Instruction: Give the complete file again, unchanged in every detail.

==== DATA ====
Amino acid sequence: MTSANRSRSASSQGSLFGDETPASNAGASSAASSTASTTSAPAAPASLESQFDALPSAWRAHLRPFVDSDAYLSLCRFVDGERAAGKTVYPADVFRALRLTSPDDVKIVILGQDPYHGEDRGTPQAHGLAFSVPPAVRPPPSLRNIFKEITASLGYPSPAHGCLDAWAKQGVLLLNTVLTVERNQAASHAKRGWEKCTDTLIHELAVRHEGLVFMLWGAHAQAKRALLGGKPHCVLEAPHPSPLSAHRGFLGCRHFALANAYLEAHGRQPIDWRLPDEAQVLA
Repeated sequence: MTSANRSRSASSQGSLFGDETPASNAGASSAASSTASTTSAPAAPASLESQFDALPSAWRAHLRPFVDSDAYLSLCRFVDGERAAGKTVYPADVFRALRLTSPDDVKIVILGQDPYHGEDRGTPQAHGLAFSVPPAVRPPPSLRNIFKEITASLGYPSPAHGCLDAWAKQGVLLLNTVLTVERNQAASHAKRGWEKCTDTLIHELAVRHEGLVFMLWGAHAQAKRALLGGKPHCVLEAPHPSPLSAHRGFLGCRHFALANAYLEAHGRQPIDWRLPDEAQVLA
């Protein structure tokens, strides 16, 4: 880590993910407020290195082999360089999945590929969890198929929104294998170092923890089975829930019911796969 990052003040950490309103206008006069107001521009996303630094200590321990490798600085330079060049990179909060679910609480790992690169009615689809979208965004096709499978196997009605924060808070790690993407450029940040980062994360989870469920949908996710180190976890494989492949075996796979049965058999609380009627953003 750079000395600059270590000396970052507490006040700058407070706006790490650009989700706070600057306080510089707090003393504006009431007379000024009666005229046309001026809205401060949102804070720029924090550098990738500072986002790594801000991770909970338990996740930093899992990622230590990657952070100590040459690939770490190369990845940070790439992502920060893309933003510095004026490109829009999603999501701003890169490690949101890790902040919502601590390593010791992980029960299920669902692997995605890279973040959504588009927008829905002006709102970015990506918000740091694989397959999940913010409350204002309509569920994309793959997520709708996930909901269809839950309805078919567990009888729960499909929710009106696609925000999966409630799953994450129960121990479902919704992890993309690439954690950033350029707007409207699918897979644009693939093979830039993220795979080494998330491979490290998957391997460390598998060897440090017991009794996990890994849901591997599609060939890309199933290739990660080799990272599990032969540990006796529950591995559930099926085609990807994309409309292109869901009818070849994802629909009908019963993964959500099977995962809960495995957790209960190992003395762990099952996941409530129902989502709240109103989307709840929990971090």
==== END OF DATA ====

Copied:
Amino acid sequence: MTSANRSRSASSQGSLFGDETPASNAGASSAASSTASTTSAPAAPASLESQFDALPSAWRAHLRPFVDSDAYLSLCRFVDGERAAGKTVYPADVFRALRLTSPDDVKIVILGQDPYHGEDRGTPQAHGLAFSVPPAVRPPPSLRNIFKEITASLGYPSPAHGCLDAWAKQGVLLLNTVLTVERNQAASHAKRGWEKCTDTLIHELAVRHEGLVFMLWGAHAQAKRALLGGKPHCVLEAPHPSPLSAHRGFLGCRHFALANAYLEAHGRQPIDWRLPDEAQVLA
Repeated sequence: MTSANRSRSASSQGSLFGDETPASNAGASSAASSTASTTSAPAAPASLESQFDALPSAWRAHLRPFVDSDAYLSLCRFVDGERAAGKTVYPADVFRALRLTSPDDVKIVILGQDPYHGEDRGTPQAHGLAFSVPPAVRPPPSLRNIFKEITASLGYPSPAHGCLDAWAKQGVLLLNTVLTVERNQAASHAKRGWEKCTDTLIHELAVRHEGLVFMLWGAHAQAKRALLGGKPHCVLEAPHPSPLSAHRGFLGCRHFALANAYLEAHGRQPIDWRLPDEAQVLA
């Protein structure tokens, strides 16, 4: 880590993910407020290195082999360089999945590929969890198929929104294998170092923890089975829930019911796969 990052003040950490309103206008006069107001521009996303630094200590321990490798600085330079060049990179909060679910609480790992690169009615689809979208965004096709499978196997009605924060808070790690993407450029940040980062994360989870469920949908996710180190976890494989492949075996796979049965058999609380009627953003 750079000395600059270590000396970052507490006040700058407070706006790490650009989700706070600057306080510089707090003393504006009431007379000024009666005229046309001026809205401060949102804070720029924090550098990738500072986002790594801000991770909970338990996740930093899992990622230590990657952070100590040459690939770490190369990845940070790439992502920060893309933003510095004026490109829009999603999501701003890169490690949101890790902040919502601590390593010791992980029960299920669902692997995605890279973040959504588009927008829905002006709102970015990506918000740091694989397959999940913010409350204002309509569920994309793959997520709708996930909901269809839950309805078919567990009888729960499909929710009106696609925000999966409630799953994450129960121990479902919704992890993309690439954690950033350029707007409207699918897979644009693939093979830039993220795979080494998330491979490290998957391997460390598998060897440090017991009794996990890994849901591997599609060939890309199933290739990660080799990272599990032969540990006796529950591995559930099926085609990807994309409309292109869901009818070849994802629909009908019963993964959500099977995962809960495995957790209960190992003395762990099952996941409530129902989502709240109103989307709840929990971090």